Opinions on the M.A. Transformation Studies

Different experts from both within and outside universities have supported us in developing this program and shared their opinions about it. Find these below:

Prof. Dr. Olav Hohmeyer, Europa-Universität Flensburg, Member of the IPCC (2002-2008)

»The Master’s program 'Transformation Studies' deals with the question of how social change towards sustainability can be achieved. This is undoubtedly one of the central questions of the 21st century and it is of increasing importance. I highly welcome the establishment of this course of study, and the teaching and research at our university surrounding the topic of "sustainability", which is also our mission statement. In addition, the social science M.A. Transformation Studies is an ideal addition to the existing M. Eng. Energy and Environmental Management. Through the cooperation and exchange between the social and engineering sciences/energy-economics formats, I promise numerous synergies as well as an overall increase in the attractiveness of the study offer at the Europa-Universität Flensburg.«

Dr. Kora Kristof, Head of the policy department of the German Federal Environmental Agency (UBA)

»The Master's Program closes an important gap in the university's degree program, as it provides students with an interdisciplinary analysis of the causes and consequences of various socio-ecological problems. In addition, the students acquire solid knowledge about the opportunities and limitations of the design of social transformations (models of change). The students can apply their theoretical knowledge in practice and are encouraged to exercise interesting formats of research learning. For the environmental agency, which not only researches but also scientifically advises politics and supports other social actors in social-ecological transformation, graduates who have both a well-founded knowledge base on social-ecological transformations and the factors that lead to sustainable change are extremely important. Such qualifications are also becoming more and more important for companies and civil society at large.«

Prof. Dr. Stephan Lessenich, LMU Munich, Chairman of the German Society for Sociology

»This course of study matches the needs of the present – one is tempted to say: 'unfortunately'. The ecological limits and negative externalities of the production and reproduction model established in the "overdeveloped" societies of Western industrial modernity since the Second World War can no longer be denied. What is at stake here is social transformation of an unprecedented scale: It is a matter of thoroughly rethinking and transforming the ideas and practices of business and consumption, as well as working and living, which have been thoroughly established in our latitudes. In this regard, the Master's course of 'Transformation Studies' fits into our societal history – and thankfully so. This is due to the fact that in approach, concept and didactics, it can be described as a problem-oriented attempt to adapt academic studies and academic teaching to the challenges of the social present, and in particular of the societal future. From a sociological point of view, it has not only succeeded in its approach because it is constitutively based on the social dimension of both the structural problems of the current development model and the guiding ideas of a sustainable transformation, but also because it comprehensively embeds this perspective into an interdisciplinary perspective which it also intersects. The triad of present – past – future is wisely chosen, especially in this order, and the didactic concepts, particularly those of research training, correspond to the necessities of a new individual and collective social practice of transformative action regarding an open future. This course had to be eventually developed and it is needed –however, at the end I should add again: unfortunately.«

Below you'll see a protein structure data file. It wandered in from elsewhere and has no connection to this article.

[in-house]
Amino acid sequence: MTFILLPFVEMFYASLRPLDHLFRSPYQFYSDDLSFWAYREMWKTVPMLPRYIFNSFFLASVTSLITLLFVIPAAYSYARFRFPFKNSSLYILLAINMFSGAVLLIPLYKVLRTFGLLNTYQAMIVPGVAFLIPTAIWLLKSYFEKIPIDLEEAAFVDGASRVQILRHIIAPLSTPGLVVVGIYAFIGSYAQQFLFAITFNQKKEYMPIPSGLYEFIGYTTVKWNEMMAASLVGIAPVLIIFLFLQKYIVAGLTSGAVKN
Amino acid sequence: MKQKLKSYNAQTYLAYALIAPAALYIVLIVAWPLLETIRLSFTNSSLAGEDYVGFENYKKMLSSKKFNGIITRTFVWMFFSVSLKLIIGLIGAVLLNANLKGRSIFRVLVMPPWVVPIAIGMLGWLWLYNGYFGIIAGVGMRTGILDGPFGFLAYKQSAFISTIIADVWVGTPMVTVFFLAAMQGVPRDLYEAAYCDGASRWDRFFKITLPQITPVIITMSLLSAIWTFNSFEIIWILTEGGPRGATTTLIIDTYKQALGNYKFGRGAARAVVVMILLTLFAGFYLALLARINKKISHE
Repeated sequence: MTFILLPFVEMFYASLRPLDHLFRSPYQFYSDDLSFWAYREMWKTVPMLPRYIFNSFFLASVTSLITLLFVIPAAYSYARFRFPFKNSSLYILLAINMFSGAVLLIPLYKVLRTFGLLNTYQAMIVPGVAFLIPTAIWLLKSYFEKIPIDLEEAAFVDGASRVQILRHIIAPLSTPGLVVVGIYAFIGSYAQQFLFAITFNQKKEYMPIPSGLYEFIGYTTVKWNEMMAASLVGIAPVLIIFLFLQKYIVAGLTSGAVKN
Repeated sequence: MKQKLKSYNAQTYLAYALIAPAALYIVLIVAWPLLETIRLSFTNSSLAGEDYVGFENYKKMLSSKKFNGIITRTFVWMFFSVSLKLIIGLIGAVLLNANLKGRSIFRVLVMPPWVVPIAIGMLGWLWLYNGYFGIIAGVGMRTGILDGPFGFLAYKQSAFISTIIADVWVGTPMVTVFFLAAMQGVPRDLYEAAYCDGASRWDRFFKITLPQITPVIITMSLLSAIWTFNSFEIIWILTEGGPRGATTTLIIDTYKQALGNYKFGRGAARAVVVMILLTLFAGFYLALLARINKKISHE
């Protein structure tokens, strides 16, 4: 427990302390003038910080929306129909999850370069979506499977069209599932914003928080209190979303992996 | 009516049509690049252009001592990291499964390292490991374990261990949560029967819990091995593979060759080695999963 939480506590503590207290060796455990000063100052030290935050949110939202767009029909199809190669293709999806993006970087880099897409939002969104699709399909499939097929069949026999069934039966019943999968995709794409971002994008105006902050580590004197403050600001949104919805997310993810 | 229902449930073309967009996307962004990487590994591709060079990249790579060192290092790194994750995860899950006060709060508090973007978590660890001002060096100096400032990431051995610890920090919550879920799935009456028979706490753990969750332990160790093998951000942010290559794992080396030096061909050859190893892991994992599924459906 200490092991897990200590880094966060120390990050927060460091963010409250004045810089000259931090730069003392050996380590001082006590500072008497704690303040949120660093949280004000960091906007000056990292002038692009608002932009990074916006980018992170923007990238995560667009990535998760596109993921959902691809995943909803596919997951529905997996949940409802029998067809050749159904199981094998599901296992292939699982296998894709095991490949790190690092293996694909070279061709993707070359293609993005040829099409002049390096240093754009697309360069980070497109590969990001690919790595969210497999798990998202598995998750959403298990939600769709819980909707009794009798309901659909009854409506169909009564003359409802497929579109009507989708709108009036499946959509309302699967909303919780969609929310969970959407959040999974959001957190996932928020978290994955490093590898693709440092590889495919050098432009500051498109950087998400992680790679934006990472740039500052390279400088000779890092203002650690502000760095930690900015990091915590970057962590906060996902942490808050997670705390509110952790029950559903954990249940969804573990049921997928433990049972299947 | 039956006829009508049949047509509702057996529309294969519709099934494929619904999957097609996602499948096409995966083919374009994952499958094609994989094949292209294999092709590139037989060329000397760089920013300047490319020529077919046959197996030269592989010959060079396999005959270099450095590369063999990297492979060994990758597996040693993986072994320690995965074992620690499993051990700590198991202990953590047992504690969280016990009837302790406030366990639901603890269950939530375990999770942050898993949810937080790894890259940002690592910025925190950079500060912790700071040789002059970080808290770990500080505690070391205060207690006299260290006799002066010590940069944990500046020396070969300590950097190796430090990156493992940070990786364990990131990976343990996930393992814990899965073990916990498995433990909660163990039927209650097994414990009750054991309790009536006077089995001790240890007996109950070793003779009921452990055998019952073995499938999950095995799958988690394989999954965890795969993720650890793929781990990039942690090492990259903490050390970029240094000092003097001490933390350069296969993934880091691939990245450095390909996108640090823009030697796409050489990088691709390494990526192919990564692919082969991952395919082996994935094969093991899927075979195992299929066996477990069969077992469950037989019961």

Prof. Dr. Uwe Schneidewind, President of the Wuppertal Institute for Climate, Environment, Energy and Member of the German Advisory Council on Global Change (WBGU)

»In Paris in the winter of 2015, the global community committed itself to common climate protection targets. In order to achieve these goals, the restructuring of central areas within our common economy and society is necessary. Such transformations require new forms of knowledge and the integration of knowledge. These challenges can be outlined by the concept of transformative literacy. Thus, with the ability to productively assimilate information about the processes of social change and to bring own action into these processes. At present, climate protection is mostly discussed in the context of technological change but economic, institutional and cultural transformations are also urgently required. In order to cope with transformations towards sustainability, this imbalance must be eliminated. The Master's program "Transformation Studies" designed at the Europa-Universität Flensburg directs its primary efforts towards this concern. It thus plays a pioneering role in the German university system for the intermediation of transformative literacy.«